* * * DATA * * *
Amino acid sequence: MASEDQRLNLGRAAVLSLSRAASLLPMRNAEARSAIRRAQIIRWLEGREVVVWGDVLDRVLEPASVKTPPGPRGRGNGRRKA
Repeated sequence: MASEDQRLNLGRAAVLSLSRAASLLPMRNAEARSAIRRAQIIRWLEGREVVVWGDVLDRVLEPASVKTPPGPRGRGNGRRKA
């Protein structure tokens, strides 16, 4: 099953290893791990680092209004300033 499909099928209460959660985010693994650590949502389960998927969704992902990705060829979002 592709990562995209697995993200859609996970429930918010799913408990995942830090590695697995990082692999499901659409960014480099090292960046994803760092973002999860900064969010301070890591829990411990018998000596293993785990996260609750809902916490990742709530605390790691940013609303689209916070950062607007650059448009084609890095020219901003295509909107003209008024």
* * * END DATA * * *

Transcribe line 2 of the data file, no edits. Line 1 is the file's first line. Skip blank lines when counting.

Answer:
Repeated sequence: MASEDQRLNLGRAAVLSLSRAASLLPMRNAEARSAIRRAQIIRWLEGREVVVWGDVLDRVLEPASVKTPPGPRGRGNGRRKA